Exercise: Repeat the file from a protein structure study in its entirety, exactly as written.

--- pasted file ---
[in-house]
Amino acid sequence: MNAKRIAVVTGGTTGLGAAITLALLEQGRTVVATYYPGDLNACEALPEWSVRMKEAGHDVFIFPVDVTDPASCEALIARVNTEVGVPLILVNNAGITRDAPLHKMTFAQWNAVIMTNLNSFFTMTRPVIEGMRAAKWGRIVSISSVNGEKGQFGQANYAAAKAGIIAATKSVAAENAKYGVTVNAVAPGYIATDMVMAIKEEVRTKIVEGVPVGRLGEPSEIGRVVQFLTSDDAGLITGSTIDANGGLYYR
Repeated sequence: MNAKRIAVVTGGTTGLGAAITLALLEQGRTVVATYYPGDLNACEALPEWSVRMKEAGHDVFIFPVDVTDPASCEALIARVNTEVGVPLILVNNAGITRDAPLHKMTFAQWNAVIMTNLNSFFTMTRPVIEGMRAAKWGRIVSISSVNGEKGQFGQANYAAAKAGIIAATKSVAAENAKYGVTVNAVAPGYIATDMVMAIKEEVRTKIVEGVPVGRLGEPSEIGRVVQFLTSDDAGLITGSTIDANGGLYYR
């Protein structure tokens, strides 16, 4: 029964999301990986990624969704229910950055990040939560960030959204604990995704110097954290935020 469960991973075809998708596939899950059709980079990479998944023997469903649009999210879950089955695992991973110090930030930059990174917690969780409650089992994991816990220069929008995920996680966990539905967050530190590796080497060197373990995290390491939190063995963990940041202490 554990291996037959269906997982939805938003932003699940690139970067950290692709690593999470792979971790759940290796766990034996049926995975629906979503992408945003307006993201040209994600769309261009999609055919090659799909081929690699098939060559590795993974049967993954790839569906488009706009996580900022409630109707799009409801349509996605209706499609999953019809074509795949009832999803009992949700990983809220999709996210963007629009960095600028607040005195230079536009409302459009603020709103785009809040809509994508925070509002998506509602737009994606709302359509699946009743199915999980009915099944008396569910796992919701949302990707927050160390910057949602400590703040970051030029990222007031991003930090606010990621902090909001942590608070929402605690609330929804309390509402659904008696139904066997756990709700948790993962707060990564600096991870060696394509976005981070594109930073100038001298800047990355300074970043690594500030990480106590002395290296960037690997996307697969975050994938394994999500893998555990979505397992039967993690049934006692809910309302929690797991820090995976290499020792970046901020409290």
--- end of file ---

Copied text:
[in-house]
Amino acid sequence: MNAKRIAVVTGGTTGLGAAITLALLEQGRTVVATYYPGDLNACEALPEWSVRMKEAGHDVFIFPVDVTDPASCEALIARVNTEVGVPLILVNNAGITRDAPLHKMTFAQWNAVIMTNLNSFFTMTRPVIEGMRAAKWGRIVSISSVNGEKGQFGQANYAAAKAGIIAATKSVAAENAKYGVTVNAVAPGYIATDMVMAIKEEVRTKIVEGVPVGRLGEPSEIGRVVQFLTSDDAGLITGSTIDANGGLYYR
Repeated sequence: MNAKRIAVVTGGTTGLGAAITLALLEQGRTVVATYYPGDLNACEALPEWSVRMKEAGHDVFIFPVDVTDPASCEALIARVNTEVGVPLILVNNAGITRDAPLHKMTFAQWNAVIMTNLNSFFTMTRPVIEGMRAAKWGRIVSISSVNGEKGQFGQANYAAAKAGIIAATKSVAAENAKYGVTVNAVAPGYIATDMVMAIKEEVRTKIVEGVPVGRLGEPSEIGRVVQFLTSDDAGLITGSTIDANGGLYYR
């Protein structure tokens, strides 16, 4: 029964999301990986990624969704229910950055990040939560960030959204604990995704110097954290935020 469960991973075809998708596939899950059709980079990479998944023997469903649009999210879950089955695992991973110090930030930059990174917690969780409650089992994991816990220069929008995920996680966990539905967050530190590796080497060197373990995290390491939190063995963990940041202490 554990291996037959269906997982939805938003932003699940690139970067950290692709690593999470792979971790759940290796766990034996049926995975629906979503992408945003307006993201040209994600769309261009999609055919090659799909081929690699098939060559590795993974049967993954790839569906488009706009996580900022409630109707799009409801349509996605209706499609999953019809074509795949009832999803009992949700990983809220999709996210963007629009960095600028607040005195230079536009409302459009603020709103785009809040809509994508925070509002998506509602737009994606709302359509699946009743199915999980009915099944008396569910796992919701949302990707927050160390910057949602400590703040970051030029990222007031991003930090606010990621902090909001942590608070929402605690609330929804309390509402659904008696139904066997756990709700948790993962707060990564600096991870060696394509976005981070594109930073100038001298800047990355300074970043690594500030990480106590002395290296960037690997996307697969975050994938394994999500893998555990979505397992039967993690049934006692809910309302929690797991820090995976290499020792970046901020409290």